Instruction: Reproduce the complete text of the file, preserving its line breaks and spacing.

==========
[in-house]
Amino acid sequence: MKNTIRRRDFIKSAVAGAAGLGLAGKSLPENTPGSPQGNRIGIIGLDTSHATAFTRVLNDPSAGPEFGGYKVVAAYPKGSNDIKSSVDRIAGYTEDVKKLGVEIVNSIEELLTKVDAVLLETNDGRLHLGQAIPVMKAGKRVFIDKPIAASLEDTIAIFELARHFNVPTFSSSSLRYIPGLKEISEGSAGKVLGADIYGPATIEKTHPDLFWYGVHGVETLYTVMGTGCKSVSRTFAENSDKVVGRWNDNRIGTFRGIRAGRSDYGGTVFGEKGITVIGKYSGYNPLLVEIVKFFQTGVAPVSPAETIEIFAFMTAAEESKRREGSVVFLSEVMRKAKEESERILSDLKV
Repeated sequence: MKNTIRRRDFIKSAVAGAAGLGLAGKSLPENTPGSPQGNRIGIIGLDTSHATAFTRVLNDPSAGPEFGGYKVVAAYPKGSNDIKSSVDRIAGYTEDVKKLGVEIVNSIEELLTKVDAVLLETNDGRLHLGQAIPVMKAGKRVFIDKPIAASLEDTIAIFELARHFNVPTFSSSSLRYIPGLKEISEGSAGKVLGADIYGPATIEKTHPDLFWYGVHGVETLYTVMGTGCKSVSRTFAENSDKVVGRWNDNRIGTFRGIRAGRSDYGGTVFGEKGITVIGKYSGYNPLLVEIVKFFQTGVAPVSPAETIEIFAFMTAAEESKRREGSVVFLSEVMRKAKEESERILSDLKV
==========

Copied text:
[in-house]
Amino acid sequence: MKNTIRRRDFIKSAVAGAAGLGLAGKSLPENTPGSPQGNRIGIIGLDTSHATAFTRVLNDPSAGPEFGGYKVVAAYPKGSNDIKSSVDRIAGYTEDVKKLGVEIVNSIEELLTKVDAVLLETNDGRLHLGQAIPVMKAGKRVFIDKPIAASLEDTIAIFELARHFNVPTFSSSSLRYIPGLKEISEGSAGKVLGADIYGPATIEKTHPDLFWYGVHGVETLYTVMGTGCKSVSRTFAENSDKVVGRWNDNRIGTFRGIRAGRSDYGGTVFGEKGITVIGKYSGYNPLLVEIVKFFQTGVAPVSPAETIEIFAFMTAAEESKRREGSVVFLSEVMRKAKEESERILSDLKV
Repeated sequence: MKNTIRRRDFIKSAVAGAAGLGLAGKSLPENTPGSPQGNRIGIIGLDTSHATAFTRVLNDPSAGPEFGGYKVVAAYPKGSNDIKSSVDRIAGYTEDVKKLGVEIVNSIEELLTKVDAVLLETNDGRLHLGQAIPVMKAGKRVFIDKPIAASLEDTIAIFELARHFNVPTFSSSSLRYIPGLKEISEGSAGKVLGADIYGPATIEKTHPDLFWYGVHGVETLYTVMGTGCKSVSRTFAENSDKVVGRWNDNRIGTFRGIRAGRSDYGGTVFGEKGITVIGKYSGYNPLLVEIVKFFQTGVAPVSPAETIEIFAFMTAAEESKRREGSVVFLSEVMRKAKEESERILSDLKV